“That is such a bitch thing for you to say,” Anna said to me as she stormed into the room.
I gasped. Willing myself not to say anything I would regret. My husband and I had decided we’d tell the girls about the procedure later that night, together, and downplay it, and not tell our nine-year-old son Alex at all. No need to burden them.
“Do you have any idea what a pain in the ass these things are?” Maddy said. “Mom knows.”
My face grew too hot as I told myself, Be mature and restrained. “That wasn’t meant as a slight to you,” I sat up and said as slowly as possible. “You look great in everything, too. You both do. You’re young and beautiful, you have your whole lives in front of you for chrissakes what the hell are you complaining about? And don’t swear at me,” I screamed, tears blurring everything.
“What? What’s wrong with you?” Anna said.
“Nothing. Nothing. Noth…” My throat catching in the middle of the third nothing. “I’m having a b..b…b,” I said, the consonant stuck on my lips.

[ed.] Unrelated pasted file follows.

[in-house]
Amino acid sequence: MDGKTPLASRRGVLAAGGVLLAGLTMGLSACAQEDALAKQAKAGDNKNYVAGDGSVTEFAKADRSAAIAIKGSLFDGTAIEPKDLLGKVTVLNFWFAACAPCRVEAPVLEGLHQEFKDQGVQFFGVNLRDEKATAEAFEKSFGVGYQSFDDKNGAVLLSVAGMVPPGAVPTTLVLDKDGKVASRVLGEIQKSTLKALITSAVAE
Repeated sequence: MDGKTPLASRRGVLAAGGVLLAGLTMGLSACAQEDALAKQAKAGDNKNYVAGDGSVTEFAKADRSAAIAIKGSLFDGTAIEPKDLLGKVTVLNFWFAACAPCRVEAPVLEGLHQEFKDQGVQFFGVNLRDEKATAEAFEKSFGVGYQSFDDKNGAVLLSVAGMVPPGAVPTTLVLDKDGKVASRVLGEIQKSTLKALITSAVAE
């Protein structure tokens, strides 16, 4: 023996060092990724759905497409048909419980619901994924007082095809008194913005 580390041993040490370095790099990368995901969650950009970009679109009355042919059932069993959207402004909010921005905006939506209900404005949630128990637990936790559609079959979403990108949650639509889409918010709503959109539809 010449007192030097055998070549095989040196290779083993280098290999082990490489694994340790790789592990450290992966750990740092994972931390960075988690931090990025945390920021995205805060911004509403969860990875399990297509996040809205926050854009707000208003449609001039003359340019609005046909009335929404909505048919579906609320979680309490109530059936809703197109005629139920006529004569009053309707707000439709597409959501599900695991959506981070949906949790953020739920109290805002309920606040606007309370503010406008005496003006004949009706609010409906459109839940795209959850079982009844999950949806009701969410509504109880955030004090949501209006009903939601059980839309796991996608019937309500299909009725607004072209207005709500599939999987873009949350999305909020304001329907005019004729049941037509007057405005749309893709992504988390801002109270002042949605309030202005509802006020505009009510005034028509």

“A baby?” Anna said.
“A biopsy.” The word coming out too loud, too aggressively, making it sound more ominous than I wanted it to.
“Another one?” Maddy said.
“What does biopsy mean?” My son poked his head in from the hallway.
Shit, why did he have to hear that? “It means…” I hadn’t meant to have this conversation. How had it happened? And what did it mean? “It means…” He’d go to a friend’s house after school tomorrow and I’d watch Oprah to recover and we’d order in pizza for dinner and if all went well, that would be it, everything back to normal, and if not, my defective breasts might be the most memorable legacy I would leave my children.